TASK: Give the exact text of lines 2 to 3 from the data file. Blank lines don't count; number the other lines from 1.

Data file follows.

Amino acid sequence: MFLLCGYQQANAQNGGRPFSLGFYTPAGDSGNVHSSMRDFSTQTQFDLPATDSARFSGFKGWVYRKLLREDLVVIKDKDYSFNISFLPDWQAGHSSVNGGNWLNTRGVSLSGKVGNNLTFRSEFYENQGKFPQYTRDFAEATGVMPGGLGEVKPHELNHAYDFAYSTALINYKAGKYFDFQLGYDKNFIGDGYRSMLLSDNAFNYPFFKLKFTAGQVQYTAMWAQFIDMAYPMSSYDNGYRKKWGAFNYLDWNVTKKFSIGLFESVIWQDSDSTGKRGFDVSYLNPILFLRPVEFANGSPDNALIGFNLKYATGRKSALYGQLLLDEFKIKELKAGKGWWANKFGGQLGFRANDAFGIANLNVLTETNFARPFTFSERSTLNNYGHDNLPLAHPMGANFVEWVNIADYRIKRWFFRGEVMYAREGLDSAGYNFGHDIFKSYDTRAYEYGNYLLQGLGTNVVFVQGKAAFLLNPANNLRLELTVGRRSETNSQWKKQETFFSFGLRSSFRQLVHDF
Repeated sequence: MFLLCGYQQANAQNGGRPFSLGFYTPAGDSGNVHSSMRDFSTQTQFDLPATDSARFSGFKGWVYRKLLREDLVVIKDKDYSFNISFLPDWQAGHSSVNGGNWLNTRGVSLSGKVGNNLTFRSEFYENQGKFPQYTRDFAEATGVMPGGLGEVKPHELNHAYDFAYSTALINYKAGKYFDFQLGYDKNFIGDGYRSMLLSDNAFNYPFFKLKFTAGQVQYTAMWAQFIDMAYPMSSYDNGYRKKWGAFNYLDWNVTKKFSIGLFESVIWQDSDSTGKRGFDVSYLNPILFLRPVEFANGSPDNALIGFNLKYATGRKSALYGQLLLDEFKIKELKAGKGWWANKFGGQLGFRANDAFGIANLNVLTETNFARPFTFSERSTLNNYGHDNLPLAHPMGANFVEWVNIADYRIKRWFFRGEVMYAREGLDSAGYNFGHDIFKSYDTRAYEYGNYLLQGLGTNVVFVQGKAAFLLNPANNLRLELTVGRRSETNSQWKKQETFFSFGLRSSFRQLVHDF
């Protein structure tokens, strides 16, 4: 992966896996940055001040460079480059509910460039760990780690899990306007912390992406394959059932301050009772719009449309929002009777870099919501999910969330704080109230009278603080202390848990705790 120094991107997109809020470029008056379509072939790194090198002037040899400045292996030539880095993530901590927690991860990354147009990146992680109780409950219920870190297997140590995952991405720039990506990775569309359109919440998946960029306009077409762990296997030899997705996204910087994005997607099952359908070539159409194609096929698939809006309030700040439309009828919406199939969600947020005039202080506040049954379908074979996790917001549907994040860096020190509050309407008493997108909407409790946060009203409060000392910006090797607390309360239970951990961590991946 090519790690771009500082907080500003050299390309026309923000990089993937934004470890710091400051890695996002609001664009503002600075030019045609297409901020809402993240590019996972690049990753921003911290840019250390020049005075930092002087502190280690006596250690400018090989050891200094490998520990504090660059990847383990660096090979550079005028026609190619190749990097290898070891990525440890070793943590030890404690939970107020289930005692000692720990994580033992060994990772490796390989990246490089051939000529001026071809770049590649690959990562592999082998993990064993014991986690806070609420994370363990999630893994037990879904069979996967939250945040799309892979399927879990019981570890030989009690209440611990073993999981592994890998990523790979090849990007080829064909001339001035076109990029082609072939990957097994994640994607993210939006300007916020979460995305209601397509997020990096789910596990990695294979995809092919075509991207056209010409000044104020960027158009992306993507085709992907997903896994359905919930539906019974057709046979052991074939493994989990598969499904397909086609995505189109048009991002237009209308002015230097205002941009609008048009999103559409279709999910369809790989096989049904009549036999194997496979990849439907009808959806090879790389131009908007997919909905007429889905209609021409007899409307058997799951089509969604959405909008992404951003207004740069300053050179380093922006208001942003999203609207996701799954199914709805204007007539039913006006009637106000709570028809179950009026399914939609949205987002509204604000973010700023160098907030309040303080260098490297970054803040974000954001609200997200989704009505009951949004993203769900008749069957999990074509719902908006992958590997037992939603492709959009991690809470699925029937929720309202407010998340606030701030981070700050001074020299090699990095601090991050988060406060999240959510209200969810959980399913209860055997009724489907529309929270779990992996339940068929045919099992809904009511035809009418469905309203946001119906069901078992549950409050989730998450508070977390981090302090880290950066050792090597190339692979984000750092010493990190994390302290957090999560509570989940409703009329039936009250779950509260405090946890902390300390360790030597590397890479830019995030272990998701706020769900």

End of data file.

Repeated sequence: MFLLCGYQQANAQNGGRPFSLGFYTPAGDSGNVHSSMRDFSTQTQFDLPATDSARFSGFKGWVYRKLLREDLVVIKDKDYSFNISFLPDWQAGHSSVNGGNWLNTRGVSLSGKVGNNLTFRSEFYENQGKFPQYTRDFAEATGVMPGGLGEVKPHELNHAYDFAYSTALINYKAGKYFDFQLGYDKNFIGDGYRSMLLSDNAFNYPFFKLKFTAGQVQYTAMWAQFIDMAYPMSSYDNGYRKKWGAFNYLDWNVTKKFSIGLFESVIWQDSDSTGKRGFDVSYLNPILFLRPVEFANGSPDNALIGFNLKYATGRKSALYGQLLLDEFKIKELKAGKGWWANKFGGQLGFRANDAFGIANLNVLTETNFARPFTFSERSTLNNYGHDNLPLAHPMGANFVEWVNIADYRIKRWFFRGEVMYAREGLDSAGYNFGHDIFKSYDTRAYEYGNYLLQGLGTNVVFVQGKAAFLLNPANNLRLELTVGRRSETNSQWKKQETFFSFGLRSSFRQLVHDF
């Protein structure tokens, strides 16, 4: 992966896996940055001040460079480059509910460039760990780690899990306007912390992406394959059932301050009772719009449309929002009777870099919501999910969330704080109230009278603080202390848990705790 120094991107997109809020470029008056379509072939790194090198002037040899400045292996030539880095993530901590927690991860990354147009990146992680109780409950219920870190297997140590995952991405720039990506990775569309359109919440998946960029306009077409762990296997030899997705996204910087994005997607099952359908070539159409194609096929698939809006309030700040439309009828919406199939969600947020005039202080506040049954379908074979996790917001549907994040860096020190509050309407008493997108909407409790946060009203409060000392910006090797607390309360239970951990961590991946 090519790690771009500082907080500003050299390309026309923000990089993937934004470890710091400051890695996002609001664009503002600075030019045609297409901020809402993240590019996972690049990753921003911290840019250390020049005075930092002087502190280690006596250690400018090989050891200094490998520990504090660059990847383990660096090979550079005028026609190619190749990097290898070891990525440890070793943590030890404690939970107020289930005692000692720990994580033992060994990772490796390989990246490089051939000529001026071809770049590649690959990562592999082998993990064993014991986690806070609420994370363990999630893994037990879904069979996967939250945040799309892979399927879990019981570890030989009690209440611990073993999981592994890998990523790979090849990007080829064909001339001035076109990029082609072939990957097994994640994607993210939006300007916020979460995305209601397509997020990096789910596990990695294979995809092919075509991207056209010409000044104020960027158009992306993507085709992907997903896994359905919930539906019974057709046979052991074939493994989990598969499904397909086609995505189109048009991002237009209308002015230097205002941009609008048009999103559409279709999910369809790989096989049904009549036999194997496979990849439907009808959806090879790389131009908007997919909905007429889905209609021409007899409307058997799951089509969604959405909008992404951003207004740069300053050179380093922006208001942003999203609207996701799954199914709805204007007539039913006006009637106000709570028809179950009026399914939609949205987002509204604000973010700023160098907030309040303080260098490297970054803040974000954001609200997200989704009505009951949004993203769900008749069957999990074509719902908006992958590997037992939603492709959009991690809470699925029937929720309202407010998340606030701030981070700050001074020299090699990095601090991050988060406060999240959510209200969810959980399913209860055997009724489907529309929270779990992996339940068929045919099992809904009511035809009418469905309203946001119906069901078992549950409050989730998450508070977390981090302090880290950066050792090597190339692979984000750092010493990190994390302290957090999560509570989940409703009329039936009250779950509260405090946890902390300390360790030597590397890479830019995030272990998701706020769900």